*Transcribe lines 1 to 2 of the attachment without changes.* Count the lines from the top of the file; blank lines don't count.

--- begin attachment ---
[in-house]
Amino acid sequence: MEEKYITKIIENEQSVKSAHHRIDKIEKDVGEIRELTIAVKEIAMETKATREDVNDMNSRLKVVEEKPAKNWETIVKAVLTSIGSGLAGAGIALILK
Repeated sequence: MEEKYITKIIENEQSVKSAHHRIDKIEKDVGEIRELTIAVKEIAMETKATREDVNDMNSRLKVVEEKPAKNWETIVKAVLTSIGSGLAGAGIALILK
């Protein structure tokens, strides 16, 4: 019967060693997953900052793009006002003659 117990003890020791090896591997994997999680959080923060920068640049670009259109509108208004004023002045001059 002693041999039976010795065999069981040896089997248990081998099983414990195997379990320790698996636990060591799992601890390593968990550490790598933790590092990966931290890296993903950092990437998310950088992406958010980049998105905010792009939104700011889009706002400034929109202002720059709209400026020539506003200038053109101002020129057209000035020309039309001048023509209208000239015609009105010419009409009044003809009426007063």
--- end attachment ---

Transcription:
[in-house]
Amino acid sequence: MEEKYITKIIENEQSVKSAHHRIDKIEKDVGEIRELTIAVKEIAMETKATREDVNDMNSRLKVVEEKPAKNWETIVKAVLTSIGSGLAGAGIALILK